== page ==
Taking an application and lease
Personally, when I take a lease application, I require all the paperwork, and all the money, paid up front.
There are several musts when someone rents your apartment:
1. They fill out a credit application – completely (no blanks).
2. They pay a credit check fee. Check with your credit reporting bureau to see what this fee is. Have the tenant pay the credit check fee in a separate check either to you or to your credit bureau depending on your arrangement. No, you will not take a credit report from someplace else. These are too easily faked.
3. They fill out the lease.
4. They pay the first month’s rent. This must be a separate check.
5. They pay the security deposit. This must be a separate check. In Chicago, the law requires it be a separate check.
6. You must give a receipt for every check you receive. Some receipt books have check boxes so one page serves as a receipt for all three. Some receipt books do not and you’ll have to write three separate receipts. In Chicago, the law requires that the security deposit receipt contains: 1) description of the dwelling unit (property address), 2) the amount received, 3) the date received, 4) the name of the person who received the deposit and, 5) the signature of the person who received the deposit. Big troubles to those who don’t follow this simple rule.
Some possible exceptions:
You might let the tenant pay their rent on the day they move in. Personally, I would not. I want their checks to have plenty of time to clear. If a tenant is scheduled to move into my apartment sooner than one week from application, then I require certified funds.
This should go without saying: do NOT fall for a Cragslist style scam whereby you receive a certified check in the mail, and the tenant tells you he made a mistake and that you should cash his check and return the overage by mail. You can kiss your bank account goodbye if this happens.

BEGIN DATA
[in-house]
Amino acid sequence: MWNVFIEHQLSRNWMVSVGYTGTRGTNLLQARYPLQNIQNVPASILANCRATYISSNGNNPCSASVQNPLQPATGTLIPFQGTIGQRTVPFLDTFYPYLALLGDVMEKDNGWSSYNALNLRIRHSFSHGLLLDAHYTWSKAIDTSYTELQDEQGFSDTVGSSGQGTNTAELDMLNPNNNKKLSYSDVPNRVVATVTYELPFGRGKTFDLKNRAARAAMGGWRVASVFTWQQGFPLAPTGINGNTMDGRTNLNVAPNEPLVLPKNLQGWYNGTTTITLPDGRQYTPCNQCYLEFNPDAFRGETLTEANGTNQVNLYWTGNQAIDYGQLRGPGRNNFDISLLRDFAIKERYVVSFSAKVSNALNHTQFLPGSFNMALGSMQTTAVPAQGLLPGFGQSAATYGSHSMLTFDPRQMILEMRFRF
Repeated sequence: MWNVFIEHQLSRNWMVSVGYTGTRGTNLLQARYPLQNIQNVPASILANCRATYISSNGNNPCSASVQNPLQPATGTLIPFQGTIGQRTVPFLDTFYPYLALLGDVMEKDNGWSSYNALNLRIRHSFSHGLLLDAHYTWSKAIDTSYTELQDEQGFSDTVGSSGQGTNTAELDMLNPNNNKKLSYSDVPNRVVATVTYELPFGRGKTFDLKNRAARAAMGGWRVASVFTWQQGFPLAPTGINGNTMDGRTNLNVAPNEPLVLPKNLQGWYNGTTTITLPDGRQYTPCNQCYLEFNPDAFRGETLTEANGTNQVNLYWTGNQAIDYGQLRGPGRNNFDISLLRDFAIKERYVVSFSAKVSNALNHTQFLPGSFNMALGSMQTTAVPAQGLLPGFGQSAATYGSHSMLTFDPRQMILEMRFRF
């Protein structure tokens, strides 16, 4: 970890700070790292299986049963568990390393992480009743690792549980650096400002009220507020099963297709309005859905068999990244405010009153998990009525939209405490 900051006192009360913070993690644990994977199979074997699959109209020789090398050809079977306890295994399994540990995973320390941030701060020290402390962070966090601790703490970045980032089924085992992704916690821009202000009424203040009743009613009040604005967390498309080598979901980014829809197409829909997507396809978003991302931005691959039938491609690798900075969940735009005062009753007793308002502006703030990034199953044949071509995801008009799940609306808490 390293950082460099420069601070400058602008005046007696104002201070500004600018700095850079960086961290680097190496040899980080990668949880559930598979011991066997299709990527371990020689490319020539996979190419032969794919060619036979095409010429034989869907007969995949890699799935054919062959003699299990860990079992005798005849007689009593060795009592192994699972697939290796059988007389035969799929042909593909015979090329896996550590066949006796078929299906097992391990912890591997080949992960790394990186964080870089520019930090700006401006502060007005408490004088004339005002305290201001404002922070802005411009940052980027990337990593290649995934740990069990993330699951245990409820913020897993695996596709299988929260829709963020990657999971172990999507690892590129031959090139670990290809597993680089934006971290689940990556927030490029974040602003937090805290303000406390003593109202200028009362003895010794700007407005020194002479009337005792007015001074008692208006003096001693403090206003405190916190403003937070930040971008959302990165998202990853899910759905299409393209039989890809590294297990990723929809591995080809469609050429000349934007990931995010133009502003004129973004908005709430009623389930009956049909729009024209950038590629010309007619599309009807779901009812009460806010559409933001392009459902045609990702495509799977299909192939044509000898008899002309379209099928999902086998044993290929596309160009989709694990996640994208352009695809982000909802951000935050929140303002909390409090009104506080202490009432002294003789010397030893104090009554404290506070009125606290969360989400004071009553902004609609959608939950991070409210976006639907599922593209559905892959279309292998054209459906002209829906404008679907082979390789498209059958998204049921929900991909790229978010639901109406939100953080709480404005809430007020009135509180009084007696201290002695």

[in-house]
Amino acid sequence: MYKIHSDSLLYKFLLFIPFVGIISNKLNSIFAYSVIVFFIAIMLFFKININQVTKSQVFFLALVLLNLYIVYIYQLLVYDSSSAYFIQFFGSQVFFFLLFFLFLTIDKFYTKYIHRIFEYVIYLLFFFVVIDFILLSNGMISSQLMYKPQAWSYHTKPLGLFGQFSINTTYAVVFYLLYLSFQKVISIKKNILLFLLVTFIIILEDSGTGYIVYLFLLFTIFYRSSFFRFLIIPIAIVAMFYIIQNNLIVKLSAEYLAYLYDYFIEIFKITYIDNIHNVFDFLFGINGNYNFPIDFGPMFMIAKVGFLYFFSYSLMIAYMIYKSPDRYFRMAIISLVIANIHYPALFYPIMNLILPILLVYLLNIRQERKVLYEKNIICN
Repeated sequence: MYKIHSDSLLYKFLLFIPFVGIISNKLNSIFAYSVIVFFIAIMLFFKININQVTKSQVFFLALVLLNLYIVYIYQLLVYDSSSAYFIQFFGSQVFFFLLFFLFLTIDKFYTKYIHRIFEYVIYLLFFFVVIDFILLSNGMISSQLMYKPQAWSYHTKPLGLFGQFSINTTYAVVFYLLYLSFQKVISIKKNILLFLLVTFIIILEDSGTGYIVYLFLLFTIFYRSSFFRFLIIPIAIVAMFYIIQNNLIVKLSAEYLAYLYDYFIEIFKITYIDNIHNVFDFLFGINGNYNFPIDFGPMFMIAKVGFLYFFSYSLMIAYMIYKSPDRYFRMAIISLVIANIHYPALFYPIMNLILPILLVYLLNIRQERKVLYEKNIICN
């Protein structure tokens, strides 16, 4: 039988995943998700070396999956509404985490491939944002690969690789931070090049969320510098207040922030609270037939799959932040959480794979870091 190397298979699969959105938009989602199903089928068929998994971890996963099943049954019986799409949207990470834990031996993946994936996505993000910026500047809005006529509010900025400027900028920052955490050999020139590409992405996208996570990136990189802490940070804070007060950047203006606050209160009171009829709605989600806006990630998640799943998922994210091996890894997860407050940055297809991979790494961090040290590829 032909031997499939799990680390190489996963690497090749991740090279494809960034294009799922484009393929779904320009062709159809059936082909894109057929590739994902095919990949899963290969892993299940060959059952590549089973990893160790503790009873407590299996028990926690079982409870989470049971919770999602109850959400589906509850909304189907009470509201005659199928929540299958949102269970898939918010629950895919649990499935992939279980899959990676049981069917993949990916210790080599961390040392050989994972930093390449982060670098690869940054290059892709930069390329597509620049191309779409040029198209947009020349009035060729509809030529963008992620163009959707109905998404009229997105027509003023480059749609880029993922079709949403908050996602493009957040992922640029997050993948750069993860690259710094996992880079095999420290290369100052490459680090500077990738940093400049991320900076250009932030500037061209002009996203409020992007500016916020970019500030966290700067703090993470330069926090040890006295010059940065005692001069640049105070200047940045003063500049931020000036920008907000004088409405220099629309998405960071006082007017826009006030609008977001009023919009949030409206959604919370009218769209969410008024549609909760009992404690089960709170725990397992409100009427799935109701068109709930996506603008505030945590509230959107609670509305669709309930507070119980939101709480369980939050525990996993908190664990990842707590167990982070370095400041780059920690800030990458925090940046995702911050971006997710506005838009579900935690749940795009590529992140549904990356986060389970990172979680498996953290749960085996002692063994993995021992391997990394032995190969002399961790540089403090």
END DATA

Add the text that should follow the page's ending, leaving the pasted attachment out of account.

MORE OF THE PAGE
Other things to consider:
If your rental is a condo, does the building have move-in/move-out fees or deposits? Find out and make sure that the renter knows it is their cost to absorb. Get this info and inform them upfront at the application stage or it could cause some bad animosity later.
Get the appropriate lease for your unit type. You will want to look for one of these:
@ Standard Chicago Apartment Lease
@ Chicago Apartment Lease – Furnished
@ Condominium Lease – or a standard lease that contains language appropriate to condominiums
You can get the Standard Chicago Apartment Lease at Tanenbaum Hardware on Belmont. The others, we may have.
The Standard Chicago Apartment Lease is the easiest to use (but not appropriate for condominiums) because it covers all the legal stuff required in Chicago.
If you don’t use the Standard Chicago Apartment Lease, you must add a rider that contains the following information:
@ The Chicago Landlord Tenant Ordinance applies to the lease. Tenant acknowledges receiving a copy of the summary of the ordinance.
@ Tenant acknowledges receiving a copy of the rules and regulations of your building, or of the condominium building the unit is located within.
@ The interest rate paid on the security deposit.
@ Rent is due on the First of the month. It shall be considered late if not received on the first. Even though late fees cannot be collected until after the 5th.
@ The late fee: The monthly rent shall be automatically increased $10, plus 5% of the amount by which the monthly rent exceeds $500, as additional rent, if received by Lessor after the 5th of the month for which it is due.
@ Tenant acknowledges receiving a Lead Disclosure statement and the pamphlet “Protect your Family from Lead in your Home.”
@ Tenant acknowledges receiving a Heating Cost Disclosure – or a statement that the heat is included in the rent and therefore a Heating Cost Disclosure is not provided.
Lead paint disclosure: www.epa.gov/lead
Chicago Landlord Tenant Ordinance: http://www.egov.cityofchicago.org/